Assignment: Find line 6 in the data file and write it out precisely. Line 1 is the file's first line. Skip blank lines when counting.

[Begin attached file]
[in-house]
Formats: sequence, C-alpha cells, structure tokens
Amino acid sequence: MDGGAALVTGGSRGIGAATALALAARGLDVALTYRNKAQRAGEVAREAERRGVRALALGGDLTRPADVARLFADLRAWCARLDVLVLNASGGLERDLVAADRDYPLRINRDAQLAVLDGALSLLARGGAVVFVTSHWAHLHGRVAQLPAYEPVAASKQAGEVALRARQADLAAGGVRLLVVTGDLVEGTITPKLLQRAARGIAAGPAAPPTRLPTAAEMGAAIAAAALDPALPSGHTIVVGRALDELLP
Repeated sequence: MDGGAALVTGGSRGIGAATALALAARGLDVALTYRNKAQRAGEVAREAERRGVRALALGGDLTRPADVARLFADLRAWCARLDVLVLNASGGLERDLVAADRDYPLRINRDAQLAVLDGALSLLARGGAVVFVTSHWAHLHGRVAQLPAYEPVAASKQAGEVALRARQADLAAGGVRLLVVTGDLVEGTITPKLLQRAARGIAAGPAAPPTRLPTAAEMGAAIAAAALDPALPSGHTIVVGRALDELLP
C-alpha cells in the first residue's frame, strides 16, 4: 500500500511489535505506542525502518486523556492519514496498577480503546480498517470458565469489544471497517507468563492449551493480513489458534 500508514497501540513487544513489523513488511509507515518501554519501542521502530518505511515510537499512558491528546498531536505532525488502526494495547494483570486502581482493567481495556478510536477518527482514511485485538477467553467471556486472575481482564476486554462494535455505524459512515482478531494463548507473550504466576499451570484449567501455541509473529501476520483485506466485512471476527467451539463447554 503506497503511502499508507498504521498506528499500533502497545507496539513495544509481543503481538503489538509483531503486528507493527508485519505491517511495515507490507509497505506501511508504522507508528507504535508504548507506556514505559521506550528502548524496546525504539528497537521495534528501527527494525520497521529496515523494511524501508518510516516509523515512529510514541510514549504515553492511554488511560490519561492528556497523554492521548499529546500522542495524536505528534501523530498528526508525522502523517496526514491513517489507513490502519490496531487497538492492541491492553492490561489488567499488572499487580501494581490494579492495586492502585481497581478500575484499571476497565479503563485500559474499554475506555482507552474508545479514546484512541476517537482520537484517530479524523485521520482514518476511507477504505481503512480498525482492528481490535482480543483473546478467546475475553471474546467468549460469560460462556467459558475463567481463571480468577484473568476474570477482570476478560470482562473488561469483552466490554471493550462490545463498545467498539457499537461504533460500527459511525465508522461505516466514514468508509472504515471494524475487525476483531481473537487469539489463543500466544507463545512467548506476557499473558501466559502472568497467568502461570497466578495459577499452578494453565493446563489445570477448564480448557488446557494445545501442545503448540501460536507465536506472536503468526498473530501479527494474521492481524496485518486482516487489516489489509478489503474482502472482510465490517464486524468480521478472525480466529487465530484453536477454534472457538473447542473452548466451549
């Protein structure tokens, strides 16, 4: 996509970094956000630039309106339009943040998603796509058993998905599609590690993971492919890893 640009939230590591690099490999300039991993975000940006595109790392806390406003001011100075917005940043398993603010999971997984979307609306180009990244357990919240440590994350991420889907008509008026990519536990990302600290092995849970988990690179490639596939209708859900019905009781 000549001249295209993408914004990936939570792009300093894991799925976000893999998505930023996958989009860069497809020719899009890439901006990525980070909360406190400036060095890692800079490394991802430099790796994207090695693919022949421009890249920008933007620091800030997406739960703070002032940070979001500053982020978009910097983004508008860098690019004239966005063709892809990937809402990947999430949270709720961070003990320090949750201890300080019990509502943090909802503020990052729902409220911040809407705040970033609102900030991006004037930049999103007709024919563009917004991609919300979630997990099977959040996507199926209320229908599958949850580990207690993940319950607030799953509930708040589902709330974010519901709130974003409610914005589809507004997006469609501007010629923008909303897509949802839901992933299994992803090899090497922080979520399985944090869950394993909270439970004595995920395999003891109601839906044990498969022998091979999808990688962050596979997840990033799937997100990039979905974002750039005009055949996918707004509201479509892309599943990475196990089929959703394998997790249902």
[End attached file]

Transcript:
């Protein structure tokens, strides 16, 4: 996509970094956000630039309106339009943040998603796509058993998905599609590690993971492919890893 640009939230590591690099490999300039991993975000940006595109790392806390406003001011100075917005940043398993603010999971997984979307609306180009990244357990919240440590994350991420889907008509008026990519536990990302600290092995849970988990690179490639596939209708859900019905009781 000549001249295209993408914004990936939570792009300093894991799925976000893999998505930023996958989009860069497809020719899009890439901006990525980070909360406190400036060095890692800079490394991802430099790796994207090695693919022949421009890249920008933007620091800030997406739960703070002032940070979001500053982020978009910097983004508008860098690019004239966005063709892809990937809402990947999430949270709720961070003990320090949750201890300080019990509502943090909802503020990052729902409220911040809407705040970033609102900030991006004037930049999103007709024919563009917004991609919300979630997990099977959040996507199926209320229908599958949850580990207690993940319950607030799953509930708040589902709330974010519901709130974003409610914005589809507004997006469609501007010629923008909303897509949802839901992933299994992803090899090497922080979520399985944090869950394993909270439970004595995920395999003891109601839906044990498969022998091979999808990688962050596979997840990033799937997100990039979905974002750039005009055949996918707004509201479509892309599943990475196990089929959703394998997790249902």